We are delighted to announce the publication by Cambridge of A History of Japanese Theatre, edited by Jonah Salz. Featuring chapters by fifty international experts, including fifteen Japanese scholars, this book is the first in English since Benito Ortolani’s 1991 to introduce the whole span of Japanese theatre, from early shrine and temple performances to present-day “quiet theatre” and butoh. Section 1’s long chapters on pre-noh court and folk performance, noh, kyogen, bunraku, and kabuki, with smaller “spotlight” articles on kagura, katari, rakugo, and nihonbuyo—a full 200 pages of the 600 page book—might be considered as an ideal textbook for those teaching traditional theatre. Section 2 covers modern theatre, and Section 3 includes cross-genre sections on “metapatterns in playwrighting”, stages of Shakespeare production, theatre criticism and scholarship, and intercultural training and productions. It is intended as a gateway text for scholars and artists interested in Japanese performance, traditional, modern, and intercultural.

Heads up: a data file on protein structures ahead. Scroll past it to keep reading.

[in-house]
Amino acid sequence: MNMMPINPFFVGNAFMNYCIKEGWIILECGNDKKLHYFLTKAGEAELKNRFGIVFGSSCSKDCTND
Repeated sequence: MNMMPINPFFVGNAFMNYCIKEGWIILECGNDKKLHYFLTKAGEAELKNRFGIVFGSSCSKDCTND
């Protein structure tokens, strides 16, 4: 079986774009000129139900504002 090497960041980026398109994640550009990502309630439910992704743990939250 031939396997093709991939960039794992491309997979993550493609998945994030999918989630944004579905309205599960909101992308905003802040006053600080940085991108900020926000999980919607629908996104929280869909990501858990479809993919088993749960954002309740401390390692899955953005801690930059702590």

In addition to detailed histories of each genre, their fascination in performance is analyzed with passion and rigor. There is a timeline, over 60 photographs, copious references (English and Japanese), and detailed index that should make this a useful tool for further research. Details can be found on the links below, including table of contents and list of authors, which including Brian Powell, J. Thomas Rimer, Andrew C. Gerstle, Goto Shizuo, Minami Ryuta, Carol Sorgenfrei, Julie Iezzi, Eric C. Rath, Cody Poulton, and Laurence Kominz. Interviews with the late Ninagawa Yukio and Hirata Oriza provide the book with an insider’s perspective of the special features and potential future of Japanese performance in all its kaleidoscopic variety. An E-book is also available. We think that this overview will be an invaluable tool in world theatre and Asian performance courses.